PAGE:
The NWU Gallery has been a leading voice and space on the NWU Potchefstroom Campus, providing a creative environment that is vibrantly inclusive and transformative. It furthers these ideals through its many projects with a strong focus on upliftment, community development and educational programmes. The institution aims to broaden socio-political and cultural perspectives through discussion and thought. The North-West University’s students, staff and the surrounding community, as well as artists from the North West province and beyond, are offered new possibilities and opportunities by means of collaborative projects and exhibitions. The NWU Gallery is being utilised as a space for cultural expression that serves as a meeting point for people from all walks of life. The NWU Gallery has established itself as an invaluable space in which progressive arts and culture have been flourishing over the past couple of years. As a public and educational art gallery, the NWU Gallery connects the cultural life of the NWU to that of the wider community through a lively and critical programme of exhibitions, publications and events that foster awareness, understanding and appreciation of the arts and our surrounding environment. It is known as one of the leading non-profit galleries with reference to its programme, the artists it attracts as well as the talent it develops of the people moving through its doors. The NWU Gallery is much more than just an art gallery – a well-known brand has been established which stands for the development of all forms of arts and culture, in line with the values of an equal and fair society, and an inclusive university environment.
The MTN SA Foundation adopted a strategy to guide it in its aim of becoming a leader in connecting communities for self-reliance. This strategy concentrates its resources so that communities benefit from coordinated interventions across focus areas. Community level corporate social investment (CSI) interventions work best when they address more than one community need, and that development is most sustained when family stability, good health, dependable infrastructure, quality education and innovation creativity for entrepreneurship are all present together. Our policy is to bring about meaningful, measurable and sustainable change that will lay the foundations for disadvantaged and rural communities to become more self-reliant. To this end, all our interventions place a strong emphasis on capacity-building and empowerment.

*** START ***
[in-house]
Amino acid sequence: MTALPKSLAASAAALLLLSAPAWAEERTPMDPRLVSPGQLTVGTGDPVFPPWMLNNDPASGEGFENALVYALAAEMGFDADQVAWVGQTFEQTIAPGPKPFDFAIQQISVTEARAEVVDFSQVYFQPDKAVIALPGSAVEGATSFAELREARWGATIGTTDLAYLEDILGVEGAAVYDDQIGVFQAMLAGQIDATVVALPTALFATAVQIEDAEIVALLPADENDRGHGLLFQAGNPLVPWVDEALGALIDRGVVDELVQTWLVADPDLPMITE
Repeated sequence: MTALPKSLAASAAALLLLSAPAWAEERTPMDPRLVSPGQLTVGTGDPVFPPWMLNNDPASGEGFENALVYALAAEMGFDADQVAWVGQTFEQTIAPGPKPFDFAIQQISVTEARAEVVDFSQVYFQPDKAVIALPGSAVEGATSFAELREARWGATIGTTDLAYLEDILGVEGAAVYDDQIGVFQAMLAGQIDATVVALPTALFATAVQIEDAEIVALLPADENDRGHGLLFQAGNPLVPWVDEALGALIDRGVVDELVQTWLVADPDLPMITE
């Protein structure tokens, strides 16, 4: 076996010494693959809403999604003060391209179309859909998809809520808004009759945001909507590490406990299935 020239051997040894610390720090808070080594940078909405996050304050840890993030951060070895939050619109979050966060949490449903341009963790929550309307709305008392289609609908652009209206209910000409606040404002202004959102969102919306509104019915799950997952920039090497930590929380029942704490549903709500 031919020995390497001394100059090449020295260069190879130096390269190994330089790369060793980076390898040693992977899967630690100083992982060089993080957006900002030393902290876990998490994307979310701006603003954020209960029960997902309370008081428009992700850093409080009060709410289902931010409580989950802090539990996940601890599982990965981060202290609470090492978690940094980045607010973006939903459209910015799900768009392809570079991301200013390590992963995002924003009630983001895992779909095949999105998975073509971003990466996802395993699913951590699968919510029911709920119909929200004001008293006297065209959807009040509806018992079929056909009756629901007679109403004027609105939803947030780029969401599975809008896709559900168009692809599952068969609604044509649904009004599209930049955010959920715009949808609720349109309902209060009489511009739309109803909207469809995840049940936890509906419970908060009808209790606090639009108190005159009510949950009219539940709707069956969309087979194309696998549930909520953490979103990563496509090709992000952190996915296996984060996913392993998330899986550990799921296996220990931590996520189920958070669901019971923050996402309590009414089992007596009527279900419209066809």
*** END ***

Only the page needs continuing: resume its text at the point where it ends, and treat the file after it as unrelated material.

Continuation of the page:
What will be the focus of your stand at FNB JoburgArtFair and how do you aim to use it as a platform for artists?
A selection of works from Figuratively Speaking, an exhibition which comprises out of NWU Art Collection and MTN Art Collection works, will be shown. Both art collections are about 1 400 works strong, and boast with locally and internationally acclaimed artists. A catalogue of the exhibition has been published and will be on sale. A custom designed digital educational programme is also being developed with FNB JoburgArtFair in mind, based on the collaborative and award winning educational programme by the NWU Gallery and MTN Foundation. Both these institutions place a strong focus on educational development within the South African arts and culture sector.
What role does your organisation play as a platform for artists? What positive outcomes have you seen from your current projects?
The MTN Foundation and the NWU Gallery have built a mutually beneficial relationship, seeing many successful, meaningful and acclaimed projects and exhibitions coming to light over the past couple of years. From Conversations we do not have in connection with The Voices of Women Museum (2015), to Figuratively Speaking (2016), which saw the MTN Foundation and the NWU Gallery join forces to present a boundary-shifting exhibition, featuring select works out of both the MTN Art Collection and the NWU Art Collection. The catalogue of the Figuratively Speaking exhibition saw the immortalisation of this project through the capturing of the works that were on show not only to the university and Potchefstroom community, but also to a wider audience in the North West province and beyond. The pinnacle of the MTN Foundation and the NWU Gallery’s relationship was that of the awarded Art Safari for Kids, which put the educational and developmental need in the visual arts first, during the Aardklop National Arts Festival in 2016. This project, with the support of the MTN Foundation, is to be presented again during 2017, building on the successes of the past. Custom designed educational material, based on Figuratively Speaking and Art Safari for Kids, is also being created for FNB JoburgArtFair – where the NWU Gallery and MTN Foundation will promote and share their collaborative work.
What are your organisation’s plans for the rest of 2017 and 2018?
Various workshops and collaborative training programmes are being presented in-house, as well as to the public, by the NWU Gallery and MTN Foundation throughout 2017, including the Aardklop National Arts Festival. The NWU Gallery will exhibit Mohau Modisakeng, Francois Pretorius, a Coral Fourie retrospective, a large scale debut group show (details to be unveiled), Beezy Bailey and others in the remainder of 2017.
Have a look at the FNB JoburgArtFair Platforms here:Friends of the Johannesburg Art Gallery The Market Photo Workshop Artist Proof Studio The Bag Factory Artists’ Studios NWU Gallery M Studio Community SA Mint Kuenyehia Trust For Contemporary Art Orange Babies